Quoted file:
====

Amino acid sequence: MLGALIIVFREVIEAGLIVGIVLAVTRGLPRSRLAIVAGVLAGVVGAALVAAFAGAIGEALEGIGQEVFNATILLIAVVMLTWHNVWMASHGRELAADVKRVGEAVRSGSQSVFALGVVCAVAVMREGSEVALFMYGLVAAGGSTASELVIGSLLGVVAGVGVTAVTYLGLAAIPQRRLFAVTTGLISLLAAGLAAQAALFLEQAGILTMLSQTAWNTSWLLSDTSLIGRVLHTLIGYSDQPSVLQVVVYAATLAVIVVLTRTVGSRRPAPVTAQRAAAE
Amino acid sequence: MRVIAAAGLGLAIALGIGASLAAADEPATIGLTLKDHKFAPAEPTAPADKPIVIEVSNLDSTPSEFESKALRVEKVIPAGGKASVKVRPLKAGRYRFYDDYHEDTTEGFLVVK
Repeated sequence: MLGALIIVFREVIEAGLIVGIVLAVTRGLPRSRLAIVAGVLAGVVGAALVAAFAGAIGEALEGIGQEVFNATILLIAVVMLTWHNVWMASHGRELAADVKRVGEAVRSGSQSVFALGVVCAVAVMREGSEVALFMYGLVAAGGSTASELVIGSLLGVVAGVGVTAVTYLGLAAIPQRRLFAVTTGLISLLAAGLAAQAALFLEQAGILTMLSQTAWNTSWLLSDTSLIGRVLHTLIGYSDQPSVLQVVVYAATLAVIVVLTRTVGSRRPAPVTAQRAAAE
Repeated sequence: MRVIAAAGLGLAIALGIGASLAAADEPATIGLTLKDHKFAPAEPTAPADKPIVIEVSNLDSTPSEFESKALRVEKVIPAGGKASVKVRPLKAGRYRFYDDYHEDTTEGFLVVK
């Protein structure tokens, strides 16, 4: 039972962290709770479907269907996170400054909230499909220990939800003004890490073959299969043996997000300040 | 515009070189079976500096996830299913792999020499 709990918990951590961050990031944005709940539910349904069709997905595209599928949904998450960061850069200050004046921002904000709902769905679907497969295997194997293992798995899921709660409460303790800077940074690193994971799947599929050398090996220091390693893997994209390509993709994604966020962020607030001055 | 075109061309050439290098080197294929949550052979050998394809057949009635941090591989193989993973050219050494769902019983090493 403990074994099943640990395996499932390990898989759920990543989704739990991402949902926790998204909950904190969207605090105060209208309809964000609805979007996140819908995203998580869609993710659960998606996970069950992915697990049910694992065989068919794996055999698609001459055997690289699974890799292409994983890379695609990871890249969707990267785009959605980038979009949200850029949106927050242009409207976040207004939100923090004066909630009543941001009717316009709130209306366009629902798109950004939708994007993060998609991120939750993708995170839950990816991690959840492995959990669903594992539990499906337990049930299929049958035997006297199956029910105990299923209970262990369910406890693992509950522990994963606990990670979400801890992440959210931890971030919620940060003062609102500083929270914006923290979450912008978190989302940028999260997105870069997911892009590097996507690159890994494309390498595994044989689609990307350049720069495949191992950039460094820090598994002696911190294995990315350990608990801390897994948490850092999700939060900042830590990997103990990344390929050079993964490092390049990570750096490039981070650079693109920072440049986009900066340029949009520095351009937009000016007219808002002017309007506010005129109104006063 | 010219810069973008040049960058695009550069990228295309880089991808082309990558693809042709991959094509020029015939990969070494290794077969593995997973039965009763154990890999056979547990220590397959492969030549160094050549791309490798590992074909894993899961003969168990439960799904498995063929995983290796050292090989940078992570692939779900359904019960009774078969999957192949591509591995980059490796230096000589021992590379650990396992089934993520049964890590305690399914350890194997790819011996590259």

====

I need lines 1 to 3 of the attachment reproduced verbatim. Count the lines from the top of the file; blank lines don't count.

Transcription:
Amino acid sequence: MLGALIIVFREVIEAGLIVGIVLAVTRGLPRSRLAIVAGVLAGVVGAALVAAFAGAIGEALEGIGQEVFNATILLIAVVMLTWHNVWMASHGRELAADVKRVGEAVRSGSQSVFALGVVCAVAVMREGSEVALFMYGLVAAGGSTASELVIGSLLGVVAGVGVTAVTYLGLAAIPQRRLFAVTTGLISLLAAGLAAQAALFLEQAGILTMLSQTAWNTSWLLSDTSLIGRVLHTLIGYSDQPSVLQVVVYAATLAVIVVLTRTVGSRRPAPVTAQRAAAE
Amino acid sequence: MRVIAAAGLGLAIALGIGASLAAADEPATIGLTLKDHKFAPAEPTAPADKPIVIEVSNLDSTPSEFESKALRVEKVIPAGGKASVKVRPLKAGRYRFYDDYHEDTTEGFLVVK
Repeated sequence: MLGALIIVFREVIEAGLIVGIVLAVTRGLPRSRLAIVAGVLAGVVGAALVAAFAGAIGEALEGIGQEVFNATILLIAVVMLTWHNVWMASHGRELAADVKRVGEAVRSGSQSVFALGVVCAVAVMREGSEVALFMYGLVAAGGSTASELVIGSLLGVVAGVGVTAVTYLGLAAIPQRRLFAVTTGLISLLAAGLAAQAALFLEQAGILTMLSQTAWNTSWLLSDTSLIGRVLHTLIGYSDQPSVLQVVVYAATLAVIVVLTRTVGSRRPAPVTAQRAAAE